When I am not wearing my Princess tiara I wear my Global Handprints hat meaning I am very lucky and get to try new experiences that I would like to include in the Volunteer Road Trip itineraries I put together. While in the Western Cape we are putting together road trip routes here that will compliment the routes currently on offer in KwaZulu-Natal. This region is known not only for a large mountain and a (more) effective government than oner provinces, but also for the wine tasting, therefore no itinerary will be complete without spending time at a vineyard or two!
Having heard great things from friends and been impressed with general reviews, I got hold of the guys at Wine Flies and soon found myself and the boy seated in a mini bus at 8:30am ready to spend the day tasting wine.
Something I immediately liked about Wine Flies is the fact they go to smaller, local vineyards and if you know a little about me, and about Global Handprints, you’ll know its all about getting off the beaten track. Their groups aren’t too big and along with the wine, they provide their own pairings at most of the vineyards, making the tasting totally different to anyone else’s. I am all for added extras so, if I get to taste wine with chocolate rather than alone, I am in.
Our day started off at one of the traditional Cape Dutch vineyards with a beautiful farmhouse surrounded by endless vineyards all patrolled by Denzil and his gang of Ducks who take charge of insects that threaten the vines.
Before we were allowed to take a sip, the very knowledgeable and entertaining Lord V, gave us a run down on just how to taste wine effectively. (clue it doesn’t involved gulping down full glasses!) The 5 S’s of wine tasting are See, Swirl, Sniff, Sip and Savour. Each ‘S’ came with a set of instructions, a demo and an explanation of why it enables you to get the best tasting. Luckily, following the intro, it was our turn to put these newly acquired skills to the test and the group was soon getting to know each other over discussions of what order to swill, spit and swallow. At this vineyard, we were presented with a selection of reds each accompanied by different biltong. If you haven’t ever been fortunate enough to try biltong, raw meat air dried and preserved in a variety of spices, salt and vinegars, trust me when I say it’s tastier than it sounds.
It’s been a while since I was last in a ‘touristy’ situation like this; as part of a group doing an organized activity. I really enjoyed chatting to people from around the world, learning about what they were all up to, ranging from short week long holidays in Cape Town to this being part of a longer 6 month trip.
Mid morning found us in an atmospheric wine cellar tasting chocolate specifically made for these tours. Chai, liquorice and citrus flavours were perfectly matched with either a red or a white wine. For someone who isn’t a fan of liquorice, I managed to sample enough to decide that when accompanied with wine I might just be a fan.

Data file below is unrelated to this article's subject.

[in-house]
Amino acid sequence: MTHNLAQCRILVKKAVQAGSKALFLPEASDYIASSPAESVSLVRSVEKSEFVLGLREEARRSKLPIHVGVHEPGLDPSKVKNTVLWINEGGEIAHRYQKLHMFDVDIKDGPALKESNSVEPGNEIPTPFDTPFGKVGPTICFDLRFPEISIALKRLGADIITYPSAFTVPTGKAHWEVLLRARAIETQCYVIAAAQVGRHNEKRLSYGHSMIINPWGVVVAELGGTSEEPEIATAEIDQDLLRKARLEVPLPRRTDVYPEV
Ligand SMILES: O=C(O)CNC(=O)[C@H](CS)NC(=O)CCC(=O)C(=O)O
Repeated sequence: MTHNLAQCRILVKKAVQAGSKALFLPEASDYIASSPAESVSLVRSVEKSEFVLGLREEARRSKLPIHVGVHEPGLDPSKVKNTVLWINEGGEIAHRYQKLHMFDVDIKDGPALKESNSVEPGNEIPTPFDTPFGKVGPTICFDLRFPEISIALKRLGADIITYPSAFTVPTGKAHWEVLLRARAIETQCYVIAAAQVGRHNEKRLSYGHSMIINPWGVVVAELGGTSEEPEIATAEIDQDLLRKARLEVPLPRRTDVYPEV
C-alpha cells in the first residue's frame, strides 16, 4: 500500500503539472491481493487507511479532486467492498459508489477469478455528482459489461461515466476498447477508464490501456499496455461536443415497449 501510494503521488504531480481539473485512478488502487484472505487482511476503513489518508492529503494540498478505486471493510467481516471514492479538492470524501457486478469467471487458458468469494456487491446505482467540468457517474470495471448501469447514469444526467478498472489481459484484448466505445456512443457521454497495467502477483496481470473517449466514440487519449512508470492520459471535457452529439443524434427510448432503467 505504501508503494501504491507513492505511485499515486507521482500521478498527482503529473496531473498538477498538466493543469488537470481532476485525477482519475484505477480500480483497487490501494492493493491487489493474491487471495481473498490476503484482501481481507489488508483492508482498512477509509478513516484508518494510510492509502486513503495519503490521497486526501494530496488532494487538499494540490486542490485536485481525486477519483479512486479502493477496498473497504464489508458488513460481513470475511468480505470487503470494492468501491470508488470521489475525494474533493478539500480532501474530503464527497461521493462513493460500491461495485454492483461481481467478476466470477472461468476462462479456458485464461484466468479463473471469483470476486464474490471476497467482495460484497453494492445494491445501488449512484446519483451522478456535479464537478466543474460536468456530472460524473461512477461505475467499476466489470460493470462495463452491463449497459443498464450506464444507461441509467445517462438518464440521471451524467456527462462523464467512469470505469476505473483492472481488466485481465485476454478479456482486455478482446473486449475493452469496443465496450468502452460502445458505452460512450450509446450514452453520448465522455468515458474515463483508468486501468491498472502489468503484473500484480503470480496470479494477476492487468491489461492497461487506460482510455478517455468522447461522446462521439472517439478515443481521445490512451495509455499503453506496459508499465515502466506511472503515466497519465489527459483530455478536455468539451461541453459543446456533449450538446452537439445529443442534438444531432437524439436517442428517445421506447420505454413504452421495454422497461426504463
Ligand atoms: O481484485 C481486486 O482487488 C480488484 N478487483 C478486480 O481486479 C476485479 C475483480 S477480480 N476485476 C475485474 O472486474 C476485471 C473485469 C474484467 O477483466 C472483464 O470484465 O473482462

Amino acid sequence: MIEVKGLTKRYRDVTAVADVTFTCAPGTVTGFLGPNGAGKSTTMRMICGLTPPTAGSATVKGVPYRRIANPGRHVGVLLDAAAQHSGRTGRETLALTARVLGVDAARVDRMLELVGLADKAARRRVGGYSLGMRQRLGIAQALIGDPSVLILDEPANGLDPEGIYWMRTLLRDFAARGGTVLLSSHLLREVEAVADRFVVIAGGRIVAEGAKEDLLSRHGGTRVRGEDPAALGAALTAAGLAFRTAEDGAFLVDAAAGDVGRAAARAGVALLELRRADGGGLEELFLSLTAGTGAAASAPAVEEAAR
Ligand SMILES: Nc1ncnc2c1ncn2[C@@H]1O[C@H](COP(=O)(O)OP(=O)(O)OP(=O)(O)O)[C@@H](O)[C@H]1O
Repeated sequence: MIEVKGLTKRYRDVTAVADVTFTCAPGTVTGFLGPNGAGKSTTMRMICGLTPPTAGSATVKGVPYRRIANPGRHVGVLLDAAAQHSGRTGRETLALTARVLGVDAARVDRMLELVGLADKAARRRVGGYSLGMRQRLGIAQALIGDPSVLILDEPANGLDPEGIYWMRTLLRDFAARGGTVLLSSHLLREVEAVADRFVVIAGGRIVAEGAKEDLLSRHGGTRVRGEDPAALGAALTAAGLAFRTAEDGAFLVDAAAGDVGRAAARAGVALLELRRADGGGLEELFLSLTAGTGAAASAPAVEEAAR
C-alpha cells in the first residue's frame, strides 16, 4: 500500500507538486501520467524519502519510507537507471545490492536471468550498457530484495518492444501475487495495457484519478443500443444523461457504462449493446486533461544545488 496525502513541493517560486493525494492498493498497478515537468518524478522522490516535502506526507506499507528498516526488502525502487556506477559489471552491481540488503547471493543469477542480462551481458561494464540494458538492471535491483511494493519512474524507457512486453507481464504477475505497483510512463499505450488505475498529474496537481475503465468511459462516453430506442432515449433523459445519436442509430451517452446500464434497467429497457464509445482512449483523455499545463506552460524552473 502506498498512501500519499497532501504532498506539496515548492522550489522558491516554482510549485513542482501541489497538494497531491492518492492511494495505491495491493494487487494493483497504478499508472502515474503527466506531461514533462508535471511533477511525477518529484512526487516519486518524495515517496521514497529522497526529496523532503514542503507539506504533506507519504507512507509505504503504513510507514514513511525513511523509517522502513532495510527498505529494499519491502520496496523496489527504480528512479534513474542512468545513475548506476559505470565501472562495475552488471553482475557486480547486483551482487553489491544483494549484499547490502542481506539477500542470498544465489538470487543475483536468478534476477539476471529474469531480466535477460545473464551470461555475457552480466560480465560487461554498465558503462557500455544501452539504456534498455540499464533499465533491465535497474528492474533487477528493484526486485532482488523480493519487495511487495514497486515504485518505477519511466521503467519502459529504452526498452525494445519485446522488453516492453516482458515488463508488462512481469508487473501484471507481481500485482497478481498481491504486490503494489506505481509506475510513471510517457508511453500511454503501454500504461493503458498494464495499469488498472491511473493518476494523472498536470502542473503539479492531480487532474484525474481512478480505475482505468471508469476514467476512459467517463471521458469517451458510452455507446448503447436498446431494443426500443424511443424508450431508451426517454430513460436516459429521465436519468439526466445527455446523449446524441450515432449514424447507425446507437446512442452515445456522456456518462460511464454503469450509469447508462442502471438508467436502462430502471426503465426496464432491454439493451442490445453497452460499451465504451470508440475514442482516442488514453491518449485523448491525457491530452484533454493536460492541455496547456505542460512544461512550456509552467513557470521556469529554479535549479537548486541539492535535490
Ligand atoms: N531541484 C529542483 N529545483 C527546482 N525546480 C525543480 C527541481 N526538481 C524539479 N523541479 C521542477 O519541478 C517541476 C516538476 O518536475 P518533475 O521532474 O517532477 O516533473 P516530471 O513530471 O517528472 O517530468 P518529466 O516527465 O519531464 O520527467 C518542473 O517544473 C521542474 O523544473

The Cape Winelands area, formerly known as the Bolland region, is located just outside of Cape Town, stretching across mountain ranges. It is home to Stellenbosch and Franschhoek, towns both well known for their wine and cuisine. The region’s microclimate and rich, fertile soil makes it perfect for the vineyards who originally made wine only to be sold to ships coming in to dock in Cape Town en route to their next destination. Both towns were founded by Dutch settlers and there’s still a huge variety of beautiful Cape Dutch, Victorian and Georgian architecture across the area.
Our next stop for the day included a guided tour of the vineyard’s wine making facilities with an explanation of the processes involved in making both white and red wine. I am not going to go into exactly how wine is made here as then what would you learn from your wine tasting trip?Making use of a special tool designed specifically to ‘steal’ wine from closed barrels, we also got to try some new wine not yet available for purchase. In true South African style, lunch was a delicious braai (with wine of course) served in the grounds of the vineyard.
With full tummies, lined and ready for wine tasting round 2, our second to last stop took us to a small vineyard set in the mountains with beautiful Cape Dutch style buildings and a love story to it’s name.
The day came to an end at a larger, more corporate vineyard enabling us to see the vast differences between those that produce a few thousand bottles each year and estates that produce that every day. This vineyard is known for both their excellent wines but also their cheeses. As if wine and cheese pairings wasn’t enough, we were treated to separate ‘all you can eat’ cheese tastings with syrups and sauces to match. We left with wines, cheeses and syrups galore!
I am not usually one for organized tours but the guys at Wine Flies have just the right mix of knowledge, entertainment and history meaning I came away with much more than if I had taken myself wine tasting. Having spent the last few months in the caravan as a traveller, it’s great to be a good old fashioned tourist every once in a while. Not to mention the fact a self driven tour would mean spitting not swallowing and everyone knows that’s not the best way to taste wine! These tours are definitely going to be incorporated into the new Global Handprints Volunteer Road Trips so watch out for the new itineraries, coming soon!
Disclaimer: This tour was received FoC however I contacted Wine Flies rather than being asked to write a review. Global Handprints will be incorporating this into the upcoming Western Cape Road Trips.